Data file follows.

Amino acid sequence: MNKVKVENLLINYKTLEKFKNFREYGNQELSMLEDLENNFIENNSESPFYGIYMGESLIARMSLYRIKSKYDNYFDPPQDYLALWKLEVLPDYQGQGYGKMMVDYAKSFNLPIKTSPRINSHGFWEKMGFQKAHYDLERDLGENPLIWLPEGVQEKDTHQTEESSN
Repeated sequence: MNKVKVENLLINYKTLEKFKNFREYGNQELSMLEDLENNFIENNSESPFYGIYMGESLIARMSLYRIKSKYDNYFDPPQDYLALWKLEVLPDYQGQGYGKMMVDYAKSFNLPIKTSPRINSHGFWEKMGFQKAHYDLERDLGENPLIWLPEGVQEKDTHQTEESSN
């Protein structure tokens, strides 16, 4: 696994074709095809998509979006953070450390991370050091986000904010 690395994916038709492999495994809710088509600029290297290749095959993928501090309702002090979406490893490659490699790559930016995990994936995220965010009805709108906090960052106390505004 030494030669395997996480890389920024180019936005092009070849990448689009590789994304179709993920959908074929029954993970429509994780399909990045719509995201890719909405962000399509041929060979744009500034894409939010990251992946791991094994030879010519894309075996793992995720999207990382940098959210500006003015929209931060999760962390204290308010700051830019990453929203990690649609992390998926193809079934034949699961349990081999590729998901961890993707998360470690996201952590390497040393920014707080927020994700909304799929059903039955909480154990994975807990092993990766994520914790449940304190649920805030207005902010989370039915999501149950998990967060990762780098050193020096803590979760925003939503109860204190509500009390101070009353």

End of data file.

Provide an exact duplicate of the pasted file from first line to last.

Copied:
Amino acid sequence: MNKVKVENLLINYKTLEKFKNFREYGNQELSMLEDLENNFIENNSESPFYGIYMGESLIARMSLYRIKSKYDNYFDPPQDYLALWKLEVLPDYQGQGYGKMMVDYAKSFNLPIKTSPRINSHGFWEKMGFQKAHYDLERDLGENPLIWLPEGVQEKDTHQTEESSN
Repeated sequence: MNKVKVENLLINYKTLEKFKNFREYGNQELSMLEDLENNFIENNSESPFYGIYMGESLIARMSLYRIKSKYDNYFDPPQDYLALWKLEVLPDYQGQGYGKMMVDYAKSFNLPIKTSPRINSHGFWEKMGFQKAHYDLERDLGENPLIWLPEGVQEKDTHQTEESSN
């Protein structure tokens, strides 16, 4: 696994074709095809998509979006953070450390991370050091986000904010 690395994916038709492999495994809710088509600029290297290749095959993928501090309702002090979406490893490659490699790559930016995990994936995220965010009805709108906090960052106390505004 030494030669395997996480890389920024180019936005092009070849990448689009590789994304179709993920959908074929029954993970429509994780399909990045719509995201890719909405962000399509041929060979744009500034894409939010990251992946791991094994030879010519894309075996793992995720999207990382940098959210500006003015929209931060999760962390204290308010700051830019990453929203990690649609992390998926193809079934034949699961349990081999590729998901961890993707998360470690996201952590390497040393920014707080927020994700909304799929059903039955909480154990994975807990092993990766994520914790449940304190649920805030207005902010989370039915999501149950998990967060990762780098050193020096803590979760925003939503109860204190509500009390101070009353």